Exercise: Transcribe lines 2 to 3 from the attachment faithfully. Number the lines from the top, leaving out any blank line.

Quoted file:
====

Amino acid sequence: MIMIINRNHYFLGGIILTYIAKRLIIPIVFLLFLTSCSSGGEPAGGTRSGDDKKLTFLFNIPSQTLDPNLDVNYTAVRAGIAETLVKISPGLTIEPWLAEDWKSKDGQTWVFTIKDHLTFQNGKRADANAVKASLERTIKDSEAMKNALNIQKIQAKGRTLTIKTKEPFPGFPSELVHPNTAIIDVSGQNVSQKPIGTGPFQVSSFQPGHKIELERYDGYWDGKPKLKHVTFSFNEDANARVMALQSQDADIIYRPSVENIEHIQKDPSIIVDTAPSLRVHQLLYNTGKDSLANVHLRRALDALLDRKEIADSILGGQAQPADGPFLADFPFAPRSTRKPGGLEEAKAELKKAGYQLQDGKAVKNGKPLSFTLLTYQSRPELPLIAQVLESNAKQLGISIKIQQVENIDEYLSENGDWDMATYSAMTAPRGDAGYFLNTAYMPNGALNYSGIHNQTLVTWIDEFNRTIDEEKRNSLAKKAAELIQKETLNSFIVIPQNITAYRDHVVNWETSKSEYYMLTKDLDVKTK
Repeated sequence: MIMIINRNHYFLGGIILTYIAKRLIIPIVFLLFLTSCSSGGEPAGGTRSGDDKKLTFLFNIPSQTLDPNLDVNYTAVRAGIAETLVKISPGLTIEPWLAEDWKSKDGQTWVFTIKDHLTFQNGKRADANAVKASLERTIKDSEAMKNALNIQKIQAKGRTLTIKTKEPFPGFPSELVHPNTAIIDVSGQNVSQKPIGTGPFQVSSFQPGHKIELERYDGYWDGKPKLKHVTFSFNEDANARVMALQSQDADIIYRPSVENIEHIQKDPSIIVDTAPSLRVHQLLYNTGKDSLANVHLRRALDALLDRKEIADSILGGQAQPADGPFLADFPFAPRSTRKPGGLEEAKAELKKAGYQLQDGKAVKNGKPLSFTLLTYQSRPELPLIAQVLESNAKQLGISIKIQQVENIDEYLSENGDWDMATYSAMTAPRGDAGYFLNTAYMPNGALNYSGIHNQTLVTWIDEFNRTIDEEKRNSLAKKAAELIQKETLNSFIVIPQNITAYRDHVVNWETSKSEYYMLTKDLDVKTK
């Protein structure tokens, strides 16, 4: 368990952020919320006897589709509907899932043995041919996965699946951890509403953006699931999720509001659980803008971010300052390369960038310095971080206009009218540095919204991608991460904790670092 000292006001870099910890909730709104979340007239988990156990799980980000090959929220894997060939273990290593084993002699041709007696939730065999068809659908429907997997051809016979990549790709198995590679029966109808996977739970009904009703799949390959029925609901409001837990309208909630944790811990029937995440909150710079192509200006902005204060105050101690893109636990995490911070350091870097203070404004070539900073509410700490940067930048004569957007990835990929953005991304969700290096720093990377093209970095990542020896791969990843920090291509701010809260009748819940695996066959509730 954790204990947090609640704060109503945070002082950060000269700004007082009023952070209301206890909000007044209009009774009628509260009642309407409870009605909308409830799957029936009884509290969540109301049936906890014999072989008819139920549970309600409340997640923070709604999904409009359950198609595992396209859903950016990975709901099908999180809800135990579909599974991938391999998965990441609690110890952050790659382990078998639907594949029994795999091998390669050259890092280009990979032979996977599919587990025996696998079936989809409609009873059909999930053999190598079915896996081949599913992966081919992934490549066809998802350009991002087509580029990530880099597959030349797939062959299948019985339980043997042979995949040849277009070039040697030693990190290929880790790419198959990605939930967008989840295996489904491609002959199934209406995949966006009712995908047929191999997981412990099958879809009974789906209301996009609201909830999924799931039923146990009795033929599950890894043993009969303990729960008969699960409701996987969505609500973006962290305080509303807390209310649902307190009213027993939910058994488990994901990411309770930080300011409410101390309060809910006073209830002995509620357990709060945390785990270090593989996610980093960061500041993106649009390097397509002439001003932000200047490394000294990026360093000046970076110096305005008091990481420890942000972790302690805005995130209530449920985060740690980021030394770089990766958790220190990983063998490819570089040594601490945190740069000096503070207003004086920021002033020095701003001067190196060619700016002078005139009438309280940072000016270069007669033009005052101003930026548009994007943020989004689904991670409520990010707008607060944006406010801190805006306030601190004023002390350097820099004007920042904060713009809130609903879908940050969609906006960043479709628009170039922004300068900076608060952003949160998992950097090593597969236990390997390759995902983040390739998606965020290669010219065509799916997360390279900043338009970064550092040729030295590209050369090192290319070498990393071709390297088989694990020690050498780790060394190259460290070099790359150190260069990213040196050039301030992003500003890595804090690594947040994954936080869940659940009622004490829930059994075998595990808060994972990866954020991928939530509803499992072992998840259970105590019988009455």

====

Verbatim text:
Repeated sequence: MIMIINRNHYFLGGIILTYIAKRLIIPIVFLLFLTSCSSGGEPAGGTRSGDDKKLTFLFNIPSQTLDPNLDVNYTAVRAGIAETLVKISPGLTIEPWLAEDWKSKDGQTWVFTIKDHLTFQNGKRADANAVKASLERTIKDSEAMKNALNIQKIQAKGRTLTIKTKEPFPGFPSELVHPNTAIIDVSGQNVSQKPIGTGPFQVSSFQPGHKIELERYDGYWDGKPKLKHVTFSFNEDANARVMALQSQDADIIYRPSVENIEHIQKDPSIIVDTAPSLRVHQLLYNTGKDSLANVHLRRALDALLDRKEIADSILGGQAQPADGPFLADFPFAPRSTRKPGGLEEAKAELKKAGYQLQDGKAVKNGKPLSFTLLTYQSRPELPLIAQVLESNAKQLGISIKIQQVENIDEYLSENGDWDMATYSAMTAPRGDAGYFLNTAYMPNGALNYSGIHNQTLVTWIDEFNRTIDEEKRNSLAKKAAELIQKETLNSFIVIPQNITAYRDHVVNWETSKSEYYMLTKDLDVKTK
């Protein structure tokens, strides 16, 4: 368990952020919320006897589709509907899932043995041919996965699946951890509403953006699931999720509001659980803008971010300052390369960038310095971080206009009218540095919204991608991460904790670092 000292006001870099910890909730709104979340007239988990156990799980980000090959929220894997060939273990290593084993002699041709007696939730065999068809659908429907997997051809016979990549790709198995590679029966109808996977739970009904009703799949390959029925609901409001837990309208909630944790811990029937995440909150710079192509200006902005204060105050101690893109636990995490911070350091870097203070404004070539900073509410700490940067930048004569957007990835990929953005991304969700290096720093990377093209970095990542020896791969990843920090291509701010809260009748819940695996066959509730 954790204990947090609640704060109503945070002082950060000269700004007082009023952070209301206890909000007044209009009774009628509260009642309407409870009605909308409830799957029936009884509290969540109301049936906890014999072989008819139920549970309600409340997640923070709604999904409009359950198609595992396209859903950016990975709901099908999180809800135990579909599974991938391999998965990441609690110890952050790659382990078998639907594949029994795999091998390669050259890092280009990979032979996977599919587990025996696998079936989809409609009873059909999930053999190598079915896996081949599913992966081919992934490549066809998802350009991002087509580029990530880099597959030349797939062959299948019985339980043997042979995949040849277009070039040697030693990190290929880790790419198959990605939930967008989840295996489904491609002959199934209406995949966006009712995908047929191999997981412990099958879809009974789906209301996009609201909830999924799931039923146990009795033929599950890894043993009969303990729960008969699960409701996987969505609500973006962290305080509303807390209310649902307190009213027993939910058994488990994901990411309770930080300011409410101390309060809910006073209830002995509620357990709060945390785990270090593989996610980093960061500041993106649009390097397509002439001003932000200047490394000294990026360093000046970076110096305005008091990481420890942000972790302690805005995130209530449920985060740690980021030394770089990766958790220190990983063998490819570089040594601490945190740069000096503070207003004086920021002033020095701003001067190196060619700016002078005139009438309280940072000016270069007669033009005052101003930026548009994007943020989004689904991670409520990010707008607060944006406010801190805006306030601190004023002390350097820099004007920042904060713009809130609903879908940050969609906006960043479709628009170039922004300068900076608060952003949160998992950097090593597969236990390997390759995902983040390739998606965020290669010219065509799916997360390279900043338009970064550092040729030295590209050369090192290319070498990393071709390297088989694990020690050498780790060394190259460290070099790359150190260069990213040196050039301030992003500003890595804090690594947040994954936080869940659940009622004490829930059994075998595990808060994972990866954020991928939530509803499992072992998840259970105590019988009455």